By Sara Schneider, Sunset wine editor The back parking lot at Sunset has gone from crush pad to pressing station. Once the sug...
Pressing engagement

By Sara Schneider, Sunset wine editor

The back parking lot at Sunset has gone from crush pad to pressing station.

Once the sugar levels in our wine got down pretty close to zero (okay, the hydrometer still read 1 degree Brix, but with Syrah, fermentation can finish up after pressing), we called our thoroughly equipped friend Dan to pack up his old Italian bladder press and come on over.

He appeared with a dizzying array of glass containers—besidestwo 12-gallon carboys, many smaller versions and even a collection of empty magnums. As I found out later from Laurie Hook, winemaker at Beringer in St. Helena, in winemaking, “You can’t be too rich, too thin, or have too many small containers.”

It turns out that even when the pros press, they don’t end up with an amount of wine that conveniently fits into their available barrels. They need to keep smaller amounts to top off the barrels as the wine levels drop, from evaporation and sampling. And we needed the right combination of containers to be able to fill everything to the top. We knew that, because Dan kept chanting, “Once you press, oxygen is your enemy.”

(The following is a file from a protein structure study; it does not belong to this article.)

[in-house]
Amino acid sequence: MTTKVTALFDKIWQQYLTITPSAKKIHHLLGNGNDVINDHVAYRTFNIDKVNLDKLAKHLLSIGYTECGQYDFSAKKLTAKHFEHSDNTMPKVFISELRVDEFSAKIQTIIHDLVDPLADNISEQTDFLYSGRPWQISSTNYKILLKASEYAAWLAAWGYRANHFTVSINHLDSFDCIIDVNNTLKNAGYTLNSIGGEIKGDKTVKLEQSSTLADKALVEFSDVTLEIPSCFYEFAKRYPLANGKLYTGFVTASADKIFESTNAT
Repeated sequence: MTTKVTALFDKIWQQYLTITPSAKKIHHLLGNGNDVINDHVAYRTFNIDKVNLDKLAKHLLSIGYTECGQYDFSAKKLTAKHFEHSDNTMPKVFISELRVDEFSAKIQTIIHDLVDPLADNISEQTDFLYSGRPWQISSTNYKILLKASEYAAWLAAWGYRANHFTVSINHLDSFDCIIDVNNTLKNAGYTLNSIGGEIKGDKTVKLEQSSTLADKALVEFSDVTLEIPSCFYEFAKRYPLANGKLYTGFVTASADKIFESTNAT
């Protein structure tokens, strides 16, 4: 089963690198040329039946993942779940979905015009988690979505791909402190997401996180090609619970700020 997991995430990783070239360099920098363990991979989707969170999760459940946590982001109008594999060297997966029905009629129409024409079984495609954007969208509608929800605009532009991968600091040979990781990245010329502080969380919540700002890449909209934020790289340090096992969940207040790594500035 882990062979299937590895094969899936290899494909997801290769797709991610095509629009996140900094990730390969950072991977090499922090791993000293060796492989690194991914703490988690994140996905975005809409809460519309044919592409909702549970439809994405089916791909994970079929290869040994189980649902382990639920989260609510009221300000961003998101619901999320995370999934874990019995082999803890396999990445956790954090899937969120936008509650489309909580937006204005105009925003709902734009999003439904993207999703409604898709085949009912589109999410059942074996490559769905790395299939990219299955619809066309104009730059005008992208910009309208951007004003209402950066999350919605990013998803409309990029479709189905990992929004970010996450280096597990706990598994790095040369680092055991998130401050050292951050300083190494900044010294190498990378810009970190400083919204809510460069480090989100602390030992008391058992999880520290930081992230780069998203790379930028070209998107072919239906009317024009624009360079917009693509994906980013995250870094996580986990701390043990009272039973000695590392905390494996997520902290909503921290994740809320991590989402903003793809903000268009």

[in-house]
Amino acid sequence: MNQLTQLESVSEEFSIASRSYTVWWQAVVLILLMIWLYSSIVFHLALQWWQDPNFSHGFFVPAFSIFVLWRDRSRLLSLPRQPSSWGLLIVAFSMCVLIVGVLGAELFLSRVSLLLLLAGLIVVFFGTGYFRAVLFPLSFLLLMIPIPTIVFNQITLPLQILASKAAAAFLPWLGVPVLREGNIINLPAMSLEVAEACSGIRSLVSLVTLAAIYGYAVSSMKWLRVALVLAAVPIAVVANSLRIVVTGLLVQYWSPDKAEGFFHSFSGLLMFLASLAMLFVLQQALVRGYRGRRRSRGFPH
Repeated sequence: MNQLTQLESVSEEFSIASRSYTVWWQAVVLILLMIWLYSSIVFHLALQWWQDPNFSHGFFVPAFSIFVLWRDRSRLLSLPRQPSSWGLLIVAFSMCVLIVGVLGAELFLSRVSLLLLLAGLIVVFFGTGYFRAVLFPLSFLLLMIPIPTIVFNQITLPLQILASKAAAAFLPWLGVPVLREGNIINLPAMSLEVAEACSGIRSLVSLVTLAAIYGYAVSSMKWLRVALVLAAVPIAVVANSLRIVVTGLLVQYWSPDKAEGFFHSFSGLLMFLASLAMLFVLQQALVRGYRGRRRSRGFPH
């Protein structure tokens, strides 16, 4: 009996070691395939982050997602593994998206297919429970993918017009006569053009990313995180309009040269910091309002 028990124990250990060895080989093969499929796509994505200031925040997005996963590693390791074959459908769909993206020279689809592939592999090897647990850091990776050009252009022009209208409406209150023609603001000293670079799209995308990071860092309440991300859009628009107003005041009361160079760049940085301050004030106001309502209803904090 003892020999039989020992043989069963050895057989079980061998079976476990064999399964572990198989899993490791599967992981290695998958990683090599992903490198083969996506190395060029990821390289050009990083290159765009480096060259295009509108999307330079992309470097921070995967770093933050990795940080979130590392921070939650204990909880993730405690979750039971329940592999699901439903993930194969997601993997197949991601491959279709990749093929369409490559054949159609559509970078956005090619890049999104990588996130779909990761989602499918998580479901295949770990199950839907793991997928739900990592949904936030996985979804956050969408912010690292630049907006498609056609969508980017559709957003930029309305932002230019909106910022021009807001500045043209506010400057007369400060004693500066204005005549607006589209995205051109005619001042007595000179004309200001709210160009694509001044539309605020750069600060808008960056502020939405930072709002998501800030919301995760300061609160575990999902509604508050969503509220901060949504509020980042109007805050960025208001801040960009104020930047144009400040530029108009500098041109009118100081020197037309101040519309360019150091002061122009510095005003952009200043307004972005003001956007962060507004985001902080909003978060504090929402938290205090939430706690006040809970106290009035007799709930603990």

We rinsed everything with a metabisulfate solution, organized a bucket brigade from the spout of the press to our carboys (taking care to have funnels in place), and started scooping the must into the basket of the press. Our Syrah flooded out the bottom—almost all of it before we even turned on the water to fill the bladder and do some actual pressing. Free-run, it’s called, and considered superior to later batches that have been firmly pressed off the skins and seeds.

Dan had warned us of how fast the process can deteriorate into a Keystone Cops routine if you don’t concentrate on smoothly switching out buckets under the spout—or drink too much too soon—so we staunchly resisted the urge to consume large quantities of the inky, yummy-looking stuff.

But only for so long. We happened to have plastic cups standing by, and they slipped under the spout of the press awfully easily. I tell you, this wine might be a work in progress, but it has the potential to be very good! It’s dense and full of dark fruit—a Syrah Michael Martella up at Thomas Fogarty (source of our grapes) just might be proud of.

That’s counting our chickens, though, which is outside Team Wine’s union contract (this one-block feast has another team for that). So we reined in our enthusiasm and got busy cleaning up the parking lot, which we’d once more turned into a red zone. With carboys topped up and fermentation locks in place, we can only wait now until the malolactic fermentation is completely done before sterilizing the wine again and letting it settle down.

Postscript: A few days after we pressed, Jon Priest, winemaker at Etude in Carneros, asked me how our wine was coming along. I didn’t quite want to make a judgment call about it in front of so talented a pro, so I said, “Well, it’s dry anyway …”

He surprised me with, “Congratulations! That’s the whole battle right there.” And he added a tip that might get our wine through the winter: If you sample out of a carboy, lower the surface level, and don’t have any extra to top it off, just sink some marbles in the wine to fill up the space. Those real winemakers—they have a few tricks up their sleeves!

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